I remember the conversation with one of my co-workers at Wired distinctly.
“You should download Strava.”
Thanks to a monthlong project using my phone as my wallet, I’d recently replaced my old MUNI bus ride with a bike commute, and I’d been telling him how I was passing so many other cyclists on my jaunt into the office each morning. I should check out the app to see how fast I really was, he said.
Strava, he explained, was an app for tracking your workouts—most commonly your bike rides or runs—and comparing your efforts with those of everyone else who’s traversed a particular stretch of road (also known as a segment). The fastest person, the one with the top spot on the leaderboards, was called the King or Queen of the Mountain. Intrigued, I downloaded the app.
I never thought of myself as competitive until, on my first ride tracked by Strava, a small yellow trophy indicated I was the fourth fastest woman to ride one particular segment in Golden Gate Park. Fourth place? I wasn’t even trying! A short time later, that fourth place became my first Queen of the Mountain. From there, I was hooked—QOM hunting became a hobby. My prework rides became longer as I wiggled and looped to discover new segments to steal. I might ride a hill casually at first, and then return the next day on the attack. Eventually, my co-workers convinced me that my efforts would be more fruitful on a road bike instead of my clunky commuter. I began to shed the weight I’d put on since college and found myself happier, healthier, and absolutely in love with bike life.
Strava has garnered plenty of criticism over the years. In pursuit of an elusive downhill KOM, one cyclist died in 2010. He was speeding down the wrong side of the road and was killed after colliding with an oncoming vehicle. The rider’s family sued Strava, a civil suit eventually dismissed by a judge in Berkeley, California. Strava has been criticized for inspiring dangerous behavior—things like street racing, stop sign–running, and violating the center line rule. More recently, the app’s come under fire for an entirely different feature: its heat maps, which graphically aggregate all the publicly shared activities on the fitness-focused social network. It was recently discovered that these heat maps give away the locations of sensitive military bases across the globe. It’s a troubling revelation, but like previous instances, it may be more rooted in user behavior (specifically, a lapse of judgment on the part of kudos-seeking Strava members) rather than a failing of the app itself or its policies.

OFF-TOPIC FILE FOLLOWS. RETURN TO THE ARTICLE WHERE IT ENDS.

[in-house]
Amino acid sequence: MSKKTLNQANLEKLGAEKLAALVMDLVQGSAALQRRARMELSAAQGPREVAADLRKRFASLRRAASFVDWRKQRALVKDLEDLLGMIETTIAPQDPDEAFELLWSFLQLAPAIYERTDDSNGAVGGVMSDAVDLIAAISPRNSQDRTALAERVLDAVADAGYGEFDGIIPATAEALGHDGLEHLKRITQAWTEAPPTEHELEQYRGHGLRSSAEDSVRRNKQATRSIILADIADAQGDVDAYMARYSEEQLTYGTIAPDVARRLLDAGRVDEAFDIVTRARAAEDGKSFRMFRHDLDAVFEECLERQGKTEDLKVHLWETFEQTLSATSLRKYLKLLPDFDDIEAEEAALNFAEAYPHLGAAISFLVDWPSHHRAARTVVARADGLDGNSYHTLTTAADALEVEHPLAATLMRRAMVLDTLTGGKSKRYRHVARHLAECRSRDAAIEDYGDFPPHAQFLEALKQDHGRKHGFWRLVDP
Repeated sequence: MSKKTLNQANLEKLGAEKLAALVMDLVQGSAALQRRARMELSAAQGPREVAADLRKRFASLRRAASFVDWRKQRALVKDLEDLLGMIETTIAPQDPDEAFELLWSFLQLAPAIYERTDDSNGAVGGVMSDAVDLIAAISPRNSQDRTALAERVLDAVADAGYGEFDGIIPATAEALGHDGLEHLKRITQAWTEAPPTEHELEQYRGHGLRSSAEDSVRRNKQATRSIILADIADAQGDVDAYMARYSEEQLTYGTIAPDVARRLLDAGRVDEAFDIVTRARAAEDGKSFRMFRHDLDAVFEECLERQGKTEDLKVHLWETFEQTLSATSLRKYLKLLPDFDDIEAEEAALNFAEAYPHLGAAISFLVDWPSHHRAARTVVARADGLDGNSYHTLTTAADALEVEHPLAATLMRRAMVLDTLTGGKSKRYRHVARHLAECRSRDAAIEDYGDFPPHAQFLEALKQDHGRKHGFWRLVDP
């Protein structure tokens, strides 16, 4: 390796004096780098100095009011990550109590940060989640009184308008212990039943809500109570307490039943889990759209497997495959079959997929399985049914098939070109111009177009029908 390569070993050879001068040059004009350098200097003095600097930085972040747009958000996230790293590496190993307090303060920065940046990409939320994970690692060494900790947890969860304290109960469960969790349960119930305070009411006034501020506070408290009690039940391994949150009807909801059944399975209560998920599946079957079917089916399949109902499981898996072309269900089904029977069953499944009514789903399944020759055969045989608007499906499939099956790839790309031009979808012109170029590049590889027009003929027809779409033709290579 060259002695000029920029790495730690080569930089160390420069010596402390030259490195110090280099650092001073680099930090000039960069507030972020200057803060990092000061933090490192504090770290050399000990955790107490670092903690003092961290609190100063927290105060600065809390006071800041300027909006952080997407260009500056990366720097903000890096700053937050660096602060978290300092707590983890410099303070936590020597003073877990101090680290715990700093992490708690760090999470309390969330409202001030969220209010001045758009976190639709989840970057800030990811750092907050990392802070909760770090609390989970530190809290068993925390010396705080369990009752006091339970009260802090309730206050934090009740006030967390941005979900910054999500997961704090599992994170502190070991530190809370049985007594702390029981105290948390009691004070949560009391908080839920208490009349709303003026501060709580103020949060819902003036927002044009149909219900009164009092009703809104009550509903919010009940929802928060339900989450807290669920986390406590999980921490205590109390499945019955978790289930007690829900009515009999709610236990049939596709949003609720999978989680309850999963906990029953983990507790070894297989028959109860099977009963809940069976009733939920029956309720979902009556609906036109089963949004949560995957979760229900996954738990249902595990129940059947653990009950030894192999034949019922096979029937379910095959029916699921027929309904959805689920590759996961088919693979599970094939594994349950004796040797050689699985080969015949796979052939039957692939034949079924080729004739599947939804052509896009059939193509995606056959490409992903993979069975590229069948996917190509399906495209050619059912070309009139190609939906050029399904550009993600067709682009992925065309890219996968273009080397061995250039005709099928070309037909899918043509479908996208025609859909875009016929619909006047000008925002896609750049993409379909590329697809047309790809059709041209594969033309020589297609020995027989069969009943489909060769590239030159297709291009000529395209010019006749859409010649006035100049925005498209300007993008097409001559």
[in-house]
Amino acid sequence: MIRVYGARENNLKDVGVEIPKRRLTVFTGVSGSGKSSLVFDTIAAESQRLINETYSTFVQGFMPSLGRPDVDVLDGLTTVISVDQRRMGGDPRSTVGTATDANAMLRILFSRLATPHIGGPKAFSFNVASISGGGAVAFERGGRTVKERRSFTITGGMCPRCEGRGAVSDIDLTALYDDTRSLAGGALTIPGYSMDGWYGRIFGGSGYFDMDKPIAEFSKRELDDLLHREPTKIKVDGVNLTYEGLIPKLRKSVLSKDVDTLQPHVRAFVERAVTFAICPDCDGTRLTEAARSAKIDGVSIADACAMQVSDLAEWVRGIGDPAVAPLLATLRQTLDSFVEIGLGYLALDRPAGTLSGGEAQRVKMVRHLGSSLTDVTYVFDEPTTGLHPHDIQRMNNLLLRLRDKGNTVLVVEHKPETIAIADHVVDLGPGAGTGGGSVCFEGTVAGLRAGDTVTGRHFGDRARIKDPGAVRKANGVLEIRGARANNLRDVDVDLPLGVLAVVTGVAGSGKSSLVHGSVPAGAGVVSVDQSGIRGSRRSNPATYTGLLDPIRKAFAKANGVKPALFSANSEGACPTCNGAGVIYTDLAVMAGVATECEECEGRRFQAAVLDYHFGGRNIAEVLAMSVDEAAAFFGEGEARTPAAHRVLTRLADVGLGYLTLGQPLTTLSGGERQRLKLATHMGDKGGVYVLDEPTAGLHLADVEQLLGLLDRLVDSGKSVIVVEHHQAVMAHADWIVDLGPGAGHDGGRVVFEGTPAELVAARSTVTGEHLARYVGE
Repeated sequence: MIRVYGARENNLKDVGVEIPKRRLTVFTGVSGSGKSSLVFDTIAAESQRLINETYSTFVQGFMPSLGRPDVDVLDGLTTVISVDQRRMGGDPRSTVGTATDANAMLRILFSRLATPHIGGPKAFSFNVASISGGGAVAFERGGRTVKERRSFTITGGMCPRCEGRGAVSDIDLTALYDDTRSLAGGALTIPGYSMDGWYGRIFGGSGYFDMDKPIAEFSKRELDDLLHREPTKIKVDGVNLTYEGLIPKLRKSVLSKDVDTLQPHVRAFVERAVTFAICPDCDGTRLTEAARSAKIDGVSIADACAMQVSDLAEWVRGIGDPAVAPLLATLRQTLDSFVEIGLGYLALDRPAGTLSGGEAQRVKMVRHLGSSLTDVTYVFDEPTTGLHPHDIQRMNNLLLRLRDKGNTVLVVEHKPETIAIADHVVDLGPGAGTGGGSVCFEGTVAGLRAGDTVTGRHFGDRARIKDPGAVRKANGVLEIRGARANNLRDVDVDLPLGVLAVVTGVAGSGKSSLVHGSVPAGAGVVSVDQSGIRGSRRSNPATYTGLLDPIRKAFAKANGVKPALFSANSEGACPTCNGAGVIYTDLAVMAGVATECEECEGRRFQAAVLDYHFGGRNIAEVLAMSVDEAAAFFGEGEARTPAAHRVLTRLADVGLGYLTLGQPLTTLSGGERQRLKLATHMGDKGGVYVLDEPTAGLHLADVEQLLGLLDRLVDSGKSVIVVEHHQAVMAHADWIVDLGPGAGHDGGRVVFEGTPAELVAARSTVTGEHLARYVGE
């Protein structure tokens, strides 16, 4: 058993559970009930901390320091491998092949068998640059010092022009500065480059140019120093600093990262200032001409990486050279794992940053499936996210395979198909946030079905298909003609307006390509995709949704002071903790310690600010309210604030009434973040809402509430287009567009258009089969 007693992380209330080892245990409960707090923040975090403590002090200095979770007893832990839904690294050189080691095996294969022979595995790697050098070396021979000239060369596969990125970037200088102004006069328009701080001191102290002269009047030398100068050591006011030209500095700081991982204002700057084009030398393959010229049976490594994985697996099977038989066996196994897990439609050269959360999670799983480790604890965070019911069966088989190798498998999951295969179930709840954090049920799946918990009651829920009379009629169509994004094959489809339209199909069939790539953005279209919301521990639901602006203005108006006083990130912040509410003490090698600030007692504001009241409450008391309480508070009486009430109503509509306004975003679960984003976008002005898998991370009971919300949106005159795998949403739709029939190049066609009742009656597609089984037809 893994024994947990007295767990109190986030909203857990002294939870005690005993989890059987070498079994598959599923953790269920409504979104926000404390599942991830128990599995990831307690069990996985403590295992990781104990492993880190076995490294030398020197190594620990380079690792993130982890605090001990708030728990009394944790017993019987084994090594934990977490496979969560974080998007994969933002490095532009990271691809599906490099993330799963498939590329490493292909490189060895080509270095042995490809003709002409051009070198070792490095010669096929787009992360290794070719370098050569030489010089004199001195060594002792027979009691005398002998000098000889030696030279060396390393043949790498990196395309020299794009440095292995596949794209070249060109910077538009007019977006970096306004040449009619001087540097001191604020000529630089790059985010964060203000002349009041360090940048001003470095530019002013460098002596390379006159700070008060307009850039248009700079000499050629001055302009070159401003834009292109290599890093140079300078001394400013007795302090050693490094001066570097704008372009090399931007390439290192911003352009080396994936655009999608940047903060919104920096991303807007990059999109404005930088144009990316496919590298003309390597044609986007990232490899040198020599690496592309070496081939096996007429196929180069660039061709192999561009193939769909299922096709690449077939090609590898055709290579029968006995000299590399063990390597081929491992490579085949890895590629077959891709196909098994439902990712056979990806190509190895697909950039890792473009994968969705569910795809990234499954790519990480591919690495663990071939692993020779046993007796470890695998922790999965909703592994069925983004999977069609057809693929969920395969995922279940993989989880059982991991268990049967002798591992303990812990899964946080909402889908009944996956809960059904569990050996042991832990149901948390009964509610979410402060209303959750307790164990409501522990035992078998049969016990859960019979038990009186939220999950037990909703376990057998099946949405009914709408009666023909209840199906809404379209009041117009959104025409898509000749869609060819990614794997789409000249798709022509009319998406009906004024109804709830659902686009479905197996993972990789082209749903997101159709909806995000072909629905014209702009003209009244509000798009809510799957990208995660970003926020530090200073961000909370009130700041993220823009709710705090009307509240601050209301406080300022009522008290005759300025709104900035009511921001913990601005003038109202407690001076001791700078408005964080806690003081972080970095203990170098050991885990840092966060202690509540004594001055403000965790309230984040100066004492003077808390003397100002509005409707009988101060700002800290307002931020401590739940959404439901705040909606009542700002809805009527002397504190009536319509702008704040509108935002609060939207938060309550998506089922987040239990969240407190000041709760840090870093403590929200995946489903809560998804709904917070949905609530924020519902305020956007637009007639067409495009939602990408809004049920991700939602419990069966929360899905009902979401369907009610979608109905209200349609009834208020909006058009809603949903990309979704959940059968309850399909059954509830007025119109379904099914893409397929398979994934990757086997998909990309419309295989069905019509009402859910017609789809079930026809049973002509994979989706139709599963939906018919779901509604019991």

As my own Strava obsession progressed, I too succumbed to lapses in judgment. I raced downhill. I ran stop signs. But the Strava community I’d become a part of held me accountable. “Didn’t you have to run a stop sign to get that QOM?” someone asked one day. I was shamed. But I was also inspired to put my newfound competitive cycling spirit to the test. With the support of my Strava-using friends, I entered my first bike race just a few months after clipping into road bike pedals for the first time. I did horribly—in fact, I’d never actually watched a road bike race before, and my wild visions of riding away from the field were dashed when my all-out effort from the gun proved a poor tactic. However, once again, I was hooked. The adrenaline rush, the sheer number of speedy, athletic women on the course, the fact that I could go absolutely as fast as I wanted to with no stop signs—what more could I want?
With a “safe” outlet secured for my competitive needs, I was able to put my Strava habit in perspective. Sure, I’d still go for QOMs, but I abandoned my pursuit of ones that were clearly unsafe, aided by the community-led removal of such segments from the platform as well. My segment-focused attacks evolved into structured intervals, and succeeding in the interval workouts trumped whether or not I bested segment times on the app. Eventually, I started creating my own private segments so I could compare my own efforts on a particular stretch of road against no one but myself. The app became a way to make friends on group rides, chat with them in the comments of their posted workouts, and explore new roads when I traveled or as my usual haunts grew mundane.
Strava certainly has its faults, but a growing, educated community is helping to make the app a fruitful (if underrated) social network. While the app can inspire unsafe, even stupid behavior, that chase eventually led me to give racing a shot, where I could ride fast and win real trophies in a relatively safe, controlled environment. But most importantly, Strava helped inspire a hobby that I look forward to enjoying for years to come.